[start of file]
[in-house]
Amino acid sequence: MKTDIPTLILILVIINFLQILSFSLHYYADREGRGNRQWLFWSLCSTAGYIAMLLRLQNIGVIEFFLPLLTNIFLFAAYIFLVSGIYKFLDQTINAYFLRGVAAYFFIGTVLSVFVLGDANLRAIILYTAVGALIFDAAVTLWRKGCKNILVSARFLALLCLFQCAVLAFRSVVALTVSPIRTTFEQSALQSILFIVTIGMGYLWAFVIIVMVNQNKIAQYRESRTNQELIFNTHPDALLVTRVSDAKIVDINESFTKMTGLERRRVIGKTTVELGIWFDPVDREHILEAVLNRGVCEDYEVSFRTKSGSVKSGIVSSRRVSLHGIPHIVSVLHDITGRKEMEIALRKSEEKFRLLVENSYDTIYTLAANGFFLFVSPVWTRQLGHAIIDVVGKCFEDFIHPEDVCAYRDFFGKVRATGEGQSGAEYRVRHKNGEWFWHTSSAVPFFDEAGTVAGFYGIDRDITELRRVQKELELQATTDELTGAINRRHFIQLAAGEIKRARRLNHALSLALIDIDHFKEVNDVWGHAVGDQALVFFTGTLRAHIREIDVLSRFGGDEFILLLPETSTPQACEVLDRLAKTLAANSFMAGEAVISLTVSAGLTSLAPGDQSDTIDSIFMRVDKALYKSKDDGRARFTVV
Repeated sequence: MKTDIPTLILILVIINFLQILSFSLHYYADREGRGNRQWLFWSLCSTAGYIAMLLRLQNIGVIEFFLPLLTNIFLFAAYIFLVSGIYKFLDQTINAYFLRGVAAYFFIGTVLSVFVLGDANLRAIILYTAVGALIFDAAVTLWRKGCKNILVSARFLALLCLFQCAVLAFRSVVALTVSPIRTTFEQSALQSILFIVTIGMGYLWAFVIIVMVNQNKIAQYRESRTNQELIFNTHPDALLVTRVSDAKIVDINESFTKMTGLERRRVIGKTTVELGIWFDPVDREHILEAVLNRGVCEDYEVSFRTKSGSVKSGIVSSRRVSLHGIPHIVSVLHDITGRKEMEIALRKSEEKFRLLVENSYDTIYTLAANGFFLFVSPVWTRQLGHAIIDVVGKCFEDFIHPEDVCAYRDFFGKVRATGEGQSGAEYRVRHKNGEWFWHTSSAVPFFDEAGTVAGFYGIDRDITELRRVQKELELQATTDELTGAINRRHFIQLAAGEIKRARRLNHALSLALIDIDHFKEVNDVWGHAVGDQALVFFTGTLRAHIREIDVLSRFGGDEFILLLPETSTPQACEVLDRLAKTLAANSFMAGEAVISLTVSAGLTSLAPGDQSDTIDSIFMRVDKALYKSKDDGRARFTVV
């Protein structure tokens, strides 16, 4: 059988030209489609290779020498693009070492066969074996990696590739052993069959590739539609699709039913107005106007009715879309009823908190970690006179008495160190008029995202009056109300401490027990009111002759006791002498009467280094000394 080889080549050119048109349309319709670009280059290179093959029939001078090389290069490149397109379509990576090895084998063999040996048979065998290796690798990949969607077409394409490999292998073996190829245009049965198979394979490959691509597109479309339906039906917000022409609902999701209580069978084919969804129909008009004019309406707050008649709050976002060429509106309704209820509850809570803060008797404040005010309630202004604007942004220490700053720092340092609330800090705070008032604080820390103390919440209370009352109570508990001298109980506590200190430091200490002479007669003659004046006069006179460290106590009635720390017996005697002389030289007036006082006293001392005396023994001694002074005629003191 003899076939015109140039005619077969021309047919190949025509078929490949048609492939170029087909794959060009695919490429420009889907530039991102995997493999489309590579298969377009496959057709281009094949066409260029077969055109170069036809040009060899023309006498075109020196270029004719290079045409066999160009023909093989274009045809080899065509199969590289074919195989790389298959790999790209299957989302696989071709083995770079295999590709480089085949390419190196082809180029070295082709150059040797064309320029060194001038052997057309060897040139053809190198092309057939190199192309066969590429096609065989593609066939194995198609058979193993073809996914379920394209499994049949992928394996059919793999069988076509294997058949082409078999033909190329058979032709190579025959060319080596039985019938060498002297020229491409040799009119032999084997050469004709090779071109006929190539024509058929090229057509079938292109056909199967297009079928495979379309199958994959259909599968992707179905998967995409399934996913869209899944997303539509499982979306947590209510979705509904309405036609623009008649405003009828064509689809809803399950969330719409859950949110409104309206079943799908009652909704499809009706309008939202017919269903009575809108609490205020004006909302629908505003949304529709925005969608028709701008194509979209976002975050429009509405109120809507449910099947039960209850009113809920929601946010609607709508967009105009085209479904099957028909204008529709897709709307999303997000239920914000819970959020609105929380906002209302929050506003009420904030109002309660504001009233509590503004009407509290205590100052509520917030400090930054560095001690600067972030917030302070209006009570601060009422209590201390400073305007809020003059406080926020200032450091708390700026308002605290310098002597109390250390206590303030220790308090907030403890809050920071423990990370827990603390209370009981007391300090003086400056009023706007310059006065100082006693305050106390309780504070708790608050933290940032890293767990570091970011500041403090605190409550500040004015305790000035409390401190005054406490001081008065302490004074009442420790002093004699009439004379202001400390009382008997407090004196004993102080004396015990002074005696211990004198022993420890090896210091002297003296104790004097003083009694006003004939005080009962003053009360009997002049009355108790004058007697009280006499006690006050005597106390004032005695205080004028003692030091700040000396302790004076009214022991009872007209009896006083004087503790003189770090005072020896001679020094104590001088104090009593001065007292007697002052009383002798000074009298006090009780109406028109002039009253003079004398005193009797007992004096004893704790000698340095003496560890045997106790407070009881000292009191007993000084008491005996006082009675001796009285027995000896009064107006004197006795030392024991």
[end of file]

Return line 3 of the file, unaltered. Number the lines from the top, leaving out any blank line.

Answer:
Repeated sequence: MKTDIPTLILILVIINFLQILSFSLHYYADREGRGNRQWLFWSLCSTAGYIAMLLRLQNIGVIEFFLPLLTNIFLFAAYIFLVSGIYKFLDQTINAYFLRGVAAYFFIGTVLSVFVLGDANLRAIILYTAVGALIFDAAVTLWRKGCKNILVSARFLALLCLFQCAVLAFRSVVALTVSPIRTTFEQSALQSILFIVTIGMGYLWAFVIIVMVNQNKIAQYRESRTNQELIFNTHPDALLVTRVSDAKIVDINESFTKMTGLERRRVIGKTTVELGIWFDPVDREHILEAVLNRGVCEDYEVSFRTKSGSVKSGIVSSRRVSLHGIPHIVSVLHDITGRKEMEIALRKSEEKFRLLVENSYDTIYTLAANGFFLFVSPVWTRQLGHAIIDVVGKCFEDFIHPEDVCAYRDFFGKVRATGEGQSGAEYRVRHKNGEWFWHTSSAVPFFDEAGTVAGFYGIDRDITELRRVQKELELQATTDELTGAINRRHFIQLAAGEIKRARRLNHALSLALIDIDHFKEVNDVWGHAVGDQALVFFTGTLRAHIREIDVLSRFGGDEFILLLPETSTPQACEVLDRLAKTLAANSFMAGEAVISLTVSAGLTSLAPGDQSDTIDSIFMRVDKALYKSKDDGRARFTVV